Volunteering is for everyone
“Together We Can” is the motto of this year’s International Volunteer Day. And the solidarity in this crisis-ridden year has shown how. Now it is time to continue.
This year, on December 5th, is the day to thank especially the volunteers in the fight against the pandemic. The #NeighbourhoodChallenge showed how much a small non-profit contribution from each individual can achieve: from support with medical care to shopping for neighbours in risk groups – to stand up for something bigger together. But volunteering still accompanies us in every condition of life.
More than 3.5 million people in Austria do voluntary work – the motivations are diverse: to help those in need, to develop new skills, to get to know people or simply to stay active.
But most of the volunteers share one experience: Nobody would have expected to get that much back. Here is a little impetus towards volunteering and people with the same conviction.
“I walk the talk“
Volunteering is a direct way of putting your beliefs into action. That was the case with Sarah (27), who was involved in the “European Educational Exchange – Youth For Understanding”: “I wanted to work with young people and show them from my own experience how important intercultural understanding is and how it will enrich their own lives. I was able to learn new things again and again and actually lived my vision for the world. I walk the talk.“
Tess (28) was a volunteer at YEA, a program that works with young people to develop creative ways towards sustainability. For her, it is about investing her knowledge and skills in something she deeply cares about: to secure a sustainable future through education at a young age. “At points it definitely felt like ‘work’, but it was more fulfilling to see our participants realise ideas that come about through our workshops than a new pay check in my bank account.“
Together we can reach more
One of the largest non-profit organisations in Austria shows that you can achieve a lot with united forces: the voluntary fire brigade (die Freiwillige Feuerwehr). Because 99% of the assignments are done on a voluntary basis. But next to great commitment, one thing is in the foreground: an active community. A drive that is in our nature. “The community and the fact that you pursue a goal together that helps other people, makes me happy.” Lisa (22) began her training with the volunteer fire service at the age of nine. Today she is a youth worker in her community. “I want to try to get the children excited about what excited me back then.“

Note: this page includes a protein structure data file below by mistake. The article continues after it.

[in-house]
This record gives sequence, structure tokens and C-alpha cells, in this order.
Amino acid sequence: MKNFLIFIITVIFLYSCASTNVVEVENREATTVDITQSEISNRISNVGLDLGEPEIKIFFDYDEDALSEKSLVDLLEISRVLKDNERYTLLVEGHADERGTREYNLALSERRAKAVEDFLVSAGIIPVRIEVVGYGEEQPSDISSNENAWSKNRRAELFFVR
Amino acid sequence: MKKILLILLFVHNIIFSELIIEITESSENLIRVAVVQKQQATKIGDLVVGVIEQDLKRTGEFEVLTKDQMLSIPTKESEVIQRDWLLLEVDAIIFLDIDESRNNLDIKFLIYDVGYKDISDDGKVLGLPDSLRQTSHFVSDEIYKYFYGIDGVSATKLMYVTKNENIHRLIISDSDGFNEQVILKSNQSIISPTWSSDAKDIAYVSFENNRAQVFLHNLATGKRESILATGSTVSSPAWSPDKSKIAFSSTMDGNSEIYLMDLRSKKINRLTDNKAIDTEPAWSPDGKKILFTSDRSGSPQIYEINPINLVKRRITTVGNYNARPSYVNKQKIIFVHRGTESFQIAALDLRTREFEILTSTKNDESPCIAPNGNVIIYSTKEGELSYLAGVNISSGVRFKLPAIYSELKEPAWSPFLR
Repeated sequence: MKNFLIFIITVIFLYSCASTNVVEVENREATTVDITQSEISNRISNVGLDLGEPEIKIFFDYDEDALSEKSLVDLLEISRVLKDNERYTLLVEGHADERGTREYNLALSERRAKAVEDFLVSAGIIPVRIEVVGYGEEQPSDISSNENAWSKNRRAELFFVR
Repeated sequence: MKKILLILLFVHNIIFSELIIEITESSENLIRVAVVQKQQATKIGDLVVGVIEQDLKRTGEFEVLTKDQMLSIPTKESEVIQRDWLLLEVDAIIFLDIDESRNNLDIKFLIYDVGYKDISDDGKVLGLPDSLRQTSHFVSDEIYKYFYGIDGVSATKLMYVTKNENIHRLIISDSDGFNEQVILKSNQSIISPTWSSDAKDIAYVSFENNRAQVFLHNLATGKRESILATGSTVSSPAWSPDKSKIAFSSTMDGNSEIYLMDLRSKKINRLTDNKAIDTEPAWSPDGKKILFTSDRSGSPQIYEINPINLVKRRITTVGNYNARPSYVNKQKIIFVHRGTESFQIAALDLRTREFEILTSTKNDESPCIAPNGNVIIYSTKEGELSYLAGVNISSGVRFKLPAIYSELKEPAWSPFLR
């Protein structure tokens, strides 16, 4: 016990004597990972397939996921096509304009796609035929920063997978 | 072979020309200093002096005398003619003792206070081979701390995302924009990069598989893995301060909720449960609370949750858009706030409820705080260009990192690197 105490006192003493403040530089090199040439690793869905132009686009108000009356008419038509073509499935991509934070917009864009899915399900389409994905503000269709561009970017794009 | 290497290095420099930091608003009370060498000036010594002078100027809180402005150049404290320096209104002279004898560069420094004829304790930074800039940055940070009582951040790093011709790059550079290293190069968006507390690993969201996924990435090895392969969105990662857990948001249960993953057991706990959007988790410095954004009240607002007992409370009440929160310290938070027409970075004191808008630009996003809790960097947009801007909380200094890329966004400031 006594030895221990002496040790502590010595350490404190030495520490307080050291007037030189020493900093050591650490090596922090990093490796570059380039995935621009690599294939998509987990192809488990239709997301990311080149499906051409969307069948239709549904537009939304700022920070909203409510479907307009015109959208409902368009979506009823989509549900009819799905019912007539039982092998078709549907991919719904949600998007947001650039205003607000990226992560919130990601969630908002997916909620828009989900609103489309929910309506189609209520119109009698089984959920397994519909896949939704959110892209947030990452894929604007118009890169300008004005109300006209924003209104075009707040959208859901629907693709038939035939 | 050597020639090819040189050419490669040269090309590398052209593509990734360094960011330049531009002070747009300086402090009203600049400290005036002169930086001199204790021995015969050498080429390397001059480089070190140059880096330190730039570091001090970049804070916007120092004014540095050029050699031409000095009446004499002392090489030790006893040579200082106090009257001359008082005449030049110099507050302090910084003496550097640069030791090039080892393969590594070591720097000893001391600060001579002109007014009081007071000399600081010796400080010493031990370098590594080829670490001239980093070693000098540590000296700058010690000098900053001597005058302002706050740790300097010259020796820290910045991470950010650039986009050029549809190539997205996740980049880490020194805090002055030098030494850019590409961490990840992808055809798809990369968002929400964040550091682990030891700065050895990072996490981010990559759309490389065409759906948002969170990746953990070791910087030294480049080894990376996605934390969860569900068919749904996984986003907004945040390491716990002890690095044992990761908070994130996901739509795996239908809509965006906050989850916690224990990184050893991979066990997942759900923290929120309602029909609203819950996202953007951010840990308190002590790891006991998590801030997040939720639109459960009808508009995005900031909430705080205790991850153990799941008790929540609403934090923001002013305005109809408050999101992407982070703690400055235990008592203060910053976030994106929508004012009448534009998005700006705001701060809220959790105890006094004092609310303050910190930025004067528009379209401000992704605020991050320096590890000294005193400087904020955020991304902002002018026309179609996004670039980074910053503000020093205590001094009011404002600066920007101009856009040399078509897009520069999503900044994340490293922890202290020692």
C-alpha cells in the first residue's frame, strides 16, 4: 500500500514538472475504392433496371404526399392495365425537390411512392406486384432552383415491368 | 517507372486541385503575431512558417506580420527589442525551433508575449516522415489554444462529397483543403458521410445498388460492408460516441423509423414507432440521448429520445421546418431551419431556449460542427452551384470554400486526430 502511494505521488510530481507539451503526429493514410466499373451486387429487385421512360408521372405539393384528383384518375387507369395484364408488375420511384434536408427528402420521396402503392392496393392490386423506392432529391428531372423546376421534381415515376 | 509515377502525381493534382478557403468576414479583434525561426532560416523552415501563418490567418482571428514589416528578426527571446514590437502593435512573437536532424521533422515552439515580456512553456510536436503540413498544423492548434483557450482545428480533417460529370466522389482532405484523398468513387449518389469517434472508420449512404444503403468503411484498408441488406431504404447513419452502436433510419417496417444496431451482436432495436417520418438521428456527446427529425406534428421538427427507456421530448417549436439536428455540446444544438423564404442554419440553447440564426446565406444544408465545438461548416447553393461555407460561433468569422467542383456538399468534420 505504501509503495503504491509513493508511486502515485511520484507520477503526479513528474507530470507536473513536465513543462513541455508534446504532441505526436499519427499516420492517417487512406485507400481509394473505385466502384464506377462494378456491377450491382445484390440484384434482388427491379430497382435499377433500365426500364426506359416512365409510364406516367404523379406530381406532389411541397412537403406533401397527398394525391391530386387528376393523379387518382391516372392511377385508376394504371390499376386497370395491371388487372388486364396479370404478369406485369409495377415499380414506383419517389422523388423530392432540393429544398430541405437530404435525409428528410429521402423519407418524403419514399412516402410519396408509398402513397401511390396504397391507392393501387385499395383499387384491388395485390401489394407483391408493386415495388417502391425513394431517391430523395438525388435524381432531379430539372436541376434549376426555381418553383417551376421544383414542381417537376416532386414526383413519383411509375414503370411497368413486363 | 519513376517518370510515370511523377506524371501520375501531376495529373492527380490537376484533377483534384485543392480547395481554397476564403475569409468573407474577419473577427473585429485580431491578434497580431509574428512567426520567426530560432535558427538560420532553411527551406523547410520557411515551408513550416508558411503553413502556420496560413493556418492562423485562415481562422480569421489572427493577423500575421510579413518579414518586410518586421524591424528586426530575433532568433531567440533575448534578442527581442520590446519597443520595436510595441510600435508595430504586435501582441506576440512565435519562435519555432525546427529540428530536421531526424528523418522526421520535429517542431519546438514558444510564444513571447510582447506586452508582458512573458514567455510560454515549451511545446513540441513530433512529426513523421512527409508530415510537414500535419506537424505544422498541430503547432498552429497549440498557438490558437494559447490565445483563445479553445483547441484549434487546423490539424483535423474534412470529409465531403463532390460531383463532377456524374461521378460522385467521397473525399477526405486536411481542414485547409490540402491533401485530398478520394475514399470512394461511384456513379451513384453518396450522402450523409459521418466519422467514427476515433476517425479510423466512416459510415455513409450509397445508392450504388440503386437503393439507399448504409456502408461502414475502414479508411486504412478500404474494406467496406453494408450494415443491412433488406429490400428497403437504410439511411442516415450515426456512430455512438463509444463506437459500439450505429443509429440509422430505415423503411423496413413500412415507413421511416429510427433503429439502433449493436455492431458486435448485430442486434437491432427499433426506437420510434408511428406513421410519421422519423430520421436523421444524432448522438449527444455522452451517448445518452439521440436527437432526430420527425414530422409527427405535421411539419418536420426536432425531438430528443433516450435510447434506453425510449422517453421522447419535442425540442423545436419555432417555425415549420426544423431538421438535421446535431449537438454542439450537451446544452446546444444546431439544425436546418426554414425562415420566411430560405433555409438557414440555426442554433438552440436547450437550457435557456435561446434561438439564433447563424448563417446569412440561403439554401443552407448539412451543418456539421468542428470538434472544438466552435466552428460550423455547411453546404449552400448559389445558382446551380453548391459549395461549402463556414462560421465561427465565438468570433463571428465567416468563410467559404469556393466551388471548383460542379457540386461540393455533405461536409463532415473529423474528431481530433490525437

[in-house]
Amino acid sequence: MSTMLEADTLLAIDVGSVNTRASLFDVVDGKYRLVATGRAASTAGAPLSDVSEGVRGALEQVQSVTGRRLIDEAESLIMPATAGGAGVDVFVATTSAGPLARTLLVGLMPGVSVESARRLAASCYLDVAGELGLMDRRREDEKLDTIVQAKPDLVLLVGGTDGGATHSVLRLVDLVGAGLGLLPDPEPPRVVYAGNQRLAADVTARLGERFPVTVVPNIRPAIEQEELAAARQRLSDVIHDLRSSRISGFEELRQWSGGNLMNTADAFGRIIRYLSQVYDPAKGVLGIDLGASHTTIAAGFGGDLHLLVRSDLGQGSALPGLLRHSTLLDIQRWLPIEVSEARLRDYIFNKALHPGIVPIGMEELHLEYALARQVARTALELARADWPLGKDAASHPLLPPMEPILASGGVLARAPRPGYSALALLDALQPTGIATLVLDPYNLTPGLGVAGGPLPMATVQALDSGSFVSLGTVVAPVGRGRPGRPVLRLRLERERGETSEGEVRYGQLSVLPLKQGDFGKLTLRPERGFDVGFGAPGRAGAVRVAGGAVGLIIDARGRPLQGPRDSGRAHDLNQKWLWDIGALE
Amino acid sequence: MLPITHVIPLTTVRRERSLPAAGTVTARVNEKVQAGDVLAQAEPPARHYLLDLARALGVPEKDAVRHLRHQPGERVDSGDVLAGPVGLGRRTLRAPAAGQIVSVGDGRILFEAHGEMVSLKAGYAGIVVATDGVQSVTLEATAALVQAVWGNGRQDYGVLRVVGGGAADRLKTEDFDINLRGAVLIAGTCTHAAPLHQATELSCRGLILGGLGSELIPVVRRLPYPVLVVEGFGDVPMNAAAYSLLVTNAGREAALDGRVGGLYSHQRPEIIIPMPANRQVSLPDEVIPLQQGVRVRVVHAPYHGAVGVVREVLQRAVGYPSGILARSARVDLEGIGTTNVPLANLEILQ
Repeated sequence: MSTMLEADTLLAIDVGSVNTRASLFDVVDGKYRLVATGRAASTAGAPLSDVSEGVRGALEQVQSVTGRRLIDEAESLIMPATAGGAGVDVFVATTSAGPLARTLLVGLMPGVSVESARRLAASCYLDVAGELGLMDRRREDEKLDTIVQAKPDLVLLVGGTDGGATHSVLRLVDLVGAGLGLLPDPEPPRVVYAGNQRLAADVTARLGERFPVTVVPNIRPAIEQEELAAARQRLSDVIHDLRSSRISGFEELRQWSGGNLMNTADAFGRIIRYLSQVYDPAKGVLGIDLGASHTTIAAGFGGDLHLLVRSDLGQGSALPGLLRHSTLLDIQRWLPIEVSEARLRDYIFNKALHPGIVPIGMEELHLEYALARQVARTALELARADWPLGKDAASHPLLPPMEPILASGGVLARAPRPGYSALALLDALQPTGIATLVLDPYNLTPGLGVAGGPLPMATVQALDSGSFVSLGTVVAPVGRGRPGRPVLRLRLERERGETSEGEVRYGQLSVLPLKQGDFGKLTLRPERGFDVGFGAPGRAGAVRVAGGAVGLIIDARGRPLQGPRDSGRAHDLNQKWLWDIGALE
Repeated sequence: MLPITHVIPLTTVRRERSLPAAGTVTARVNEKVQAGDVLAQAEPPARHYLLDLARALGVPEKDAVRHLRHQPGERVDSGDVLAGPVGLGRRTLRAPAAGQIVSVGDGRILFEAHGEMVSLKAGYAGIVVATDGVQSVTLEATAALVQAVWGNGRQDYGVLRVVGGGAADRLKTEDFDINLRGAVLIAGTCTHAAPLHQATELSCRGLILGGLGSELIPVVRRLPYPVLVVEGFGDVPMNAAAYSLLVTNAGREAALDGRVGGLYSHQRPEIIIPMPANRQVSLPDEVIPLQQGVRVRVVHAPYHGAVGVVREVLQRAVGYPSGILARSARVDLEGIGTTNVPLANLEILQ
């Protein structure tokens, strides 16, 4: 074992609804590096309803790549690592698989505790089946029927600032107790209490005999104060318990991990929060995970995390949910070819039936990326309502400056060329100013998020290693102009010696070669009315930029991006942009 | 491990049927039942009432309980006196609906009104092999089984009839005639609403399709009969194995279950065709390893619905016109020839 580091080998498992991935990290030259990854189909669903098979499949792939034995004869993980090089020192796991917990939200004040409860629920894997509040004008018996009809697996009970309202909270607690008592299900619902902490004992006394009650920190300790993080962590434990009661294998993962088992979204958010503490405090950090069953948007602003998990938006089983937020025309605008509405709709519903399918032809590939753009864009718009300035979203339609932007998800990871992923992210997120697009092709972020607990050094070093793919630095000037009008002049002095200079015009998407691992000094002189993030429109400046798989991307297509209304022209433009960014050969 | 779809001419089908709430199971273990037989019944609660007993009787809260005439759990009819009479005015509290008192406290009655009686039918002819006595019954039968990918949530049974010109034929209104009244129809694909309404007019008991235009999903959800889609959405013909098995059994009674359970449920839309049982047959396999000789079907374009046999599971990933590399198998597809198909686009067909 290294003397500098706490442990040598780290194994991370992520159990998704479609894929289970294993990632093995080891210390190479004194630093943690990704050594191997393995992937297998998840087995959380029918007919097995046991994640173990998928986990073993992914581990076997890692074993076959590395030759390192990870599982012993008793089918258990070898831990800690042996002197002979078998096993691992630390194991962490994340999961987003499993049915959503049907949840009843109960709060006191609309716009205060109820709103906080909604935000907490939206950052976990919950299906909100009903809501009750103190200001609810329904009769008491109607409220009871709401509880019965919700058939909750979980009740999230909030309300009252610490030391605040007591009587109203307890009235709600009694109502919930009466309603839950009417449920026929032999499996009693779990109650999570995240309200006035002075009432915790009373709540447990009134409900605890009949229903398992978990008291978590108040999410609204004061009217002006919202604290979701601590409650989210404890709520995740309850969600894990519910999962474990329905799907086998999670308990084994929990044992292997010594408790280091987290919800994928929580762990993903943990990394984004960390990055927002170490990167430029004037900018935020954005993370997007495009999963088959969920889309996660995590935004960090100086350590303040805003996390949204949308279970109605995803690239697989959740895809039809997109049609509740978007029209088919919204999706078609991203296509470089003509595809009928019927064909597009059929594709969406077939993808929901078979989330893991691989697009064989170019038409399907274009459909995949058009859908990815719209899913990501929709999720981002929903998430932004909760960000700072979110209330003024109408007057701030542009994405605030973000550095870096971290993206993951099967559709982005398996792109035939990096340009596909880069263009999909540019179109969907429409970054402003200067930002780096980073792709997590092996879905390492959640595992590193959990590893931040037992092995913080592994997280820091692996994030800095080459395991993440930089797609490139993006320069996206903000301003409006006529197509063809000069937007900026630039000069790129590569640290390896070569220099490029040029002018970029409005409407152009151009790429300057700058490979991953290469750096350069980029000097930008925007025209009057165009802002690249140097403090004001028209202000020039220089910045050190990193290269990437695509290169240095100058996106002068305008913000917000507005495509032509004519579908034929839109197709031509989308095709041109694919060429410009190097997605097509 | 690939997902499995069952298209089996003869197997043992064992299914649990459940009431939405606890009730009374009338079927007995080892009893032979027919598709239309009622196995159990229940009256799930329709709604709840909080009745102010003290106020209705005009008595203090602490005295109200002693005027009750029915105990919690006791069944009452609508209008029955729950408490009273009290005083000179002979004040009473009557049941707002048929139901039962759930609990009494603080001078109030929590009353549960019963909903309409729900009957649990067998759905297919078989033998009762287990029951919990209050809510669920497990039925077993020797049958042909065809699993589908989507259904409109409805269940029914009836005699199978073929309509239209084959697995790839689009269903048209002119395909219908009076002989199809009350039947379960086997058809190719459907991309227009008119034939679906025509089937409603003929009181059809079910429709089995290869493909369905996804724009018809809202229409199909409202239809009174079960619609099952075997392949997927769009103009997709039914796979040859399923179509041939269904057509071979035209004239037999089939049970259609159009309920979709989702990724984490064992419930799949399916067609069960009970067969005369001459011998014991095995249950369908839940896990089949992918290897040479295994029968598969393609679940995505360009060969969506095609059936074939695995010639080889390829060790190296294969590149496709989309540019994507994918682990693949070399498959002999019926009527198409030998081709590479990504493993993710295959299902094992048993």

But community help is also possible on a small scale. Gregor (52) supported his retired neighbour with small assistance even before the Corona crisis.
“You don’t have to do a lot to help. I’ll buy her Manner waffles when she runs out of candy. Or we sit together for a coffee and I listen to her stories for the eighth time. And that makes her happy!”
Selflessness or not, everyone can benefit and grow from volunteering. This is exactly why Bernd (22) decided to work for the Red Cross: “With the ambulance service I wanted to expose myself to stressful situations and reality. I wanted to make myself a stronger person by learning to deal with such situations and as a last resort, to be able to help.“
Eleonore (56) was not only motivated by integration help, but also for a change of scene. “When I started helping with the German course for Afghan refugees, I wasn’t doing so well myself. It was a way to get out of the flat and be in company. I wanted to stand up for someone who doesn’t know our country at all. And it broadens my mind immensely. I got to know people I would never have met otherwise.“
Volunteering is more diverse and easier than ever. Now it’s just a matter of finding your own individual way of making the world a little better.